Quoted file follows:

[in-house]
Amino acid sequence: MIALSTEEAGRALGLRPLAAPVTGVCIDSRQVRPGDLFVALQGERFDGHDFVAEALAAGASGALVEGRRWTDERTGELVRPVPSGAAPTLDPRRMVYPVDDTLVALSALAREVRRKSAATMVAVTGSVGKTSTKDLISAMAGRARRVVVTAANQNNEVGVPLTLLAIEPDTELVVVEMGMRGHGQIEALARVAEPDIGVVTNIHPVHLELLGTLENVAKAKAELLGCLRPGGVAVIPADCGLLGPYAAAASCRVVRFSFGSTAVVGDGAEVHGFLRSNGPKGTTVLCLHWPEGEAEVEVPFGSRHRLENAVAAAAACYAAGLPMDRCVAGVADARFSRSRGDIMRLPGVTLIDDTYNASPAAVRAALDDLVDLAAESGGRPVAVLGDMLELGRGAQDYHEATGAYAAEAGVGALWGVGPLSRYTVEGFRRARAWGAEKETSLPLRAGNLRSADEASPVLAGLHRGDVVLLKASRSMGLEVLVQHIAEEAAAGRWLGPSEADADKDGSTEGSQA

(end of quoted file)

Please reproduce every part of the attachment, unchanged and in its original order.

[in-house]
Amino acid sequence: MIALSTEEAGRALGLRPLAAPVTGVCIDSRQVRPGDLFVALQGERFDGHDFVAEALAAGASGALVEGRRWTDERTGELVRPVPSGAAPTLDPRRMVYPVDDTLVALSALAREVRRKSAATMVAVTGSVGKTSTKDLISAMAGRARRVVVTAANQNNEVGVPLTLLAIEPDTELVVVEMGMRGHGQIEALARVAEPDIGVVTNIHPVHLELLGTLENVAKAKAELLGCLRPGGVAVIPADCGLLGPYAAAASCRVVRFSFGSTAVVGDGAEVHGFLRSNGPKGTTVLCLHWPEGEAEVEVPFGSRHRLENAVAAAAACYAAGLPMDRCVAGVADARFSRSRGDIMRLPGVTLIDDTYNASPAAVRAALDDLVDLAAESGGRPVAVLGDMLELGRGAQDYHEATGAYAAEAGVGALWGVGPLSRYTVEGFRRARAWGAEKETSLPLRAGNLRSADEASPVLAGLHRGDVVLLKASRSMGLEVLVQHIAEEAAAGRWLGPSEADADKDGSTEGSQA